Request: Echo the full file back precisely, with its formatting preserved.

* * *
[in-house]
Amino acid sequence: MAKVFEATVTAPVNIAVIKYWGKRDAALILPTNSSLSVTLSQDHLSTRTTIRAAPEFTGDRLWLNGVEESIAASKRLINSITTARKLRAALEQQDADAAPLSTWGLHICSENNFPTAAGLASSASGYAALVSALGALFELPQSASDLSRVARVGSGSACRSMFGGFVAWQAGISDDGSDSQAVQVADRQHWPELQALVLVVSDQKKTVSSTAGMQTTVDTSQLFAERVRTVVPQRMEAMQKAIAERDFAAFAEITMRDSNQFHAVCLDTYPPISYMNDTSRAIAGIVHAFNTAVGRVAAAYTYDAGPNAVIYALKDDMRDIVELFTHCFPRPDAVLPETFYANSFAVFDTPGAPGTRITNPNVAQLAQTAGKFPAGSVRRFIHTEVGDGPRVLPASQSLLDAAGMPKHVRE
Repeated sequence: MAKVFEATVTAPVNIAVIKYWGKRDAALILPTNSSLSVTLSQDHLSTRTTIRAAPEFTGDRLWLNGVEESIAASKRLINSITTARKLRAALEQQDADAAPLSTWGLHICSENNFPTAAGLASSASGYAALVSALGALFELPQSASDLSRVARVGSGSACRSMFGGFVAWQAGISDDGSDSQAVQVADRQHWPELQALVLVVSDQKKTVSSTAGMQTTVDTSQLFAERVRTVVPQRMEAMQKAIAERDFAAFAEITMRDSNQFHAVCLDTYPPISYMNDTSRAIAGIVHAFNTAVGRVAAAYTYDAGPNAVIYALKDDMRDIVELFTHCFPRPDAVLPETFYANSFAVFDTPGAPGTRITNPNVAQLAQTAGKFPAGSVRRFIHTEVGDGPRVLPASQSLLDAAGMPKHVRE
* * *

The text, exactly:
[in-house]
Amino acid sequence: MAKVFEATVTAPVNIAVIKYWGKRDAALILPTNSSLSVTLSQDHLSTRTTIRAAPEFTGDRLWLNGVEESIAASKRLINSITTARKLRAALEQQDADAAPLSTWGLHICSENNFPTAAGLASSASGYAALVSALGALFELPQSASDLSRVARVGSGSACRSMFGGFVAWQAGISDDGSDSQAVQVADRQHWPELQALVLVVSDQKKTVSSTAGMQTTVDTSQLFAERVRTVVPQRMEAMQKAIAERDFAAFAEITMRDSNQFHAVCLDTYPPISYMNDTSRAIAGIVHAFNTAVGRVAAAYTYDAGPNAVIYALKDDMRDIVELFTHCFPRPDAVLPETFYANSFAVFDTPGAPGTRITNPNVAQLAQTAGKFPAGSVRRFIHTEVGDGPRVLPASQSLLDAAGMPKHVRE
Repeated sequence: MAKVFEATVTAPVNIAVIKYWGKRDAALILPTNSSLSVTLSQDHLSTRTTIRAAPEFTGDRLWLNGVEESIAASKRLINSITTARKLRAALEQQDADAAPLSTWGLHICSENNFPTAAGLASSASGYAALVSALGALFELPQSASDLSRVARVGSGSACRSMFGGFVAWQAGISDDGSDSQAVQVADRQHWPELQALVLVVSDQKKTVSSTAGMQTTVDTSQLFAERVRTVVPQRMEAMQKAIAERDFAAFAEITMRDSNQFHAVCLDTYPPISYMNDTSRAIAGIVHAFNTAVGRVAAAYTYDAGPNAVIYALKDDMRDIVELFTHCFPRPDAVLPETFYANSFAVFDTPGAPGTRITNPNVAQLAQTAGKFPAGSVRRFIHTEVGDGPRVLPASQSLLDAAGMPKHVRE